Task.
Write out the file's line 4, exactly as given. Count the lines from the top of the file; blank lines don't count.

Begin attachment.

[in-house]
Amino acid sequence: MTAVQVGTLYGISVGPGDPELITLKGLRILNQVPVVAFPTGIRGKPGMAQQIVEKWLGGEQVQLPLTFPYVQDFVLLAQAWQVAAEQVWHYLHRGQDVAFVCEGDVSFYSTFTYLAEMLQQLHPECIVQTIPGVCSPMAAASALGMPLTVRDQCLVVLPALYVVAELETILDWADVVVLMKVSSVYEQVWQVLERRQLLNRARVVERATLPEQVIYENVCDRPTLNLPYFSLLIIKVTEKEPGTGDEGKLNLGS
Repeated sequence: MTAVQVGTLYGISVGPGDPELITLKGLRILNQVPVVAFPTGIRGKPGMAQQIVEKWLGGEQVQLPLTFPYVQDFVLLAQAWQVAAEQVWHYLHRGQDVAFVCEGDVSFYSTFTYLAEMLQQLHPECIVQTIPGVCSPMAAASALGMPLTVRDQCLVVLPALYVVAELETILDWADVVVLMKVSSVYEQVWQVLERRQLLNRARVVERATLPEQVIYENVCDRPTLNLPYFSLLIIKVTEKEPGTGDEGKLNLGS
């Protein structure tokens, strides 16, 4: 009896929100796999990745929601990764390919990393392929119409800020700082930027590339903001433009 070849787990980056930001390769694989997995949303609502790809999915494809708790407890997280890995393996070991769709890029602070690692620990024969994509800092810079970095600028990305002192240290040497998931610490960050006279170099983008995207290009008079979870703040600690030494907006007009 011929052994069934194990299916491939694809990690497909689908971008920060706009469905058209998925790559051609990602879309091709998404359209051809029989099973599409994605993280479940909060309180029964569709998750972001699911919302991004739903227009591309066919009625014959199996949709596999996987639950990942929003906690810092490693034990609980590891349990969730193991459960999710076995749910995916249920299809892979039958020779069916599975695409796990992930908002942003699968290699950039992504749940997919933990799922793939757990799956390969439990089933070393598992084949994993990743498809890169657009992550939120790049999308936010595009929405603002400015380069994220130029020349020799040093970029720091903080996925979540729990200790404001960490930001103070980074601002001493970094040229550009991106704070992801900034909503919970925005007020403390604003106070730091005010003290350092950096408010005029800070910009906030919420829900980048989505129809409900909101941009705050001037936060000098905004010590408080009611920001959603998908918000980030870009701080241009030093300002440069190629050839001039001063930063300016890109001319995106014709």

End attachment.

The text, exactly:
């Protein structure tokens, strides 16, 4: 009896929100796999990745929601990764390919990393392929119409800020700082930027590339903001433009 070849787990980056930001390769694989997995949303609502790809999915494809708790407890997280890995393996070991769709890029602070690692620990024969994509800092810079970095600028990305002192240290040497998931610490960050006279170099983008995207290009008079979870703040600690030494907006007009 011929052994069934194990299916491939694809990690497909689908971008920060706009469905058209998925790559051609990602879309091709998404359209051809029989099973599409994605993280479940909060309180029964569709998750972001699911919302991004739903227009591309066919009625014959199996949709596999996987639950990942929003906690810092490693034990609980590891349990969730193991459960999710076995749910995916249920299809892979039958020779069916599975695409796990992930908002942003699968290699950039992504749940997919933990799922793939757990799956390969439990089933070393598992084949994993990743498809890169657009992550939120790049999308936010595009929405603002400015380069994220130029020349020799040093970029720091903080996925979540729990200790404001960490930001103070980074601002001493970094040229550009991106704070992801900034909503919970925005007020403390604003106070730091005010003290350092950096408010005029800070910009906030919420829900980048989505129809409900909101941009705050001037936060000098905004010590408080009611920001959603998908918000980030870009701080241009030093300002440069190629050839001039001063930063300016890109001319995106014709």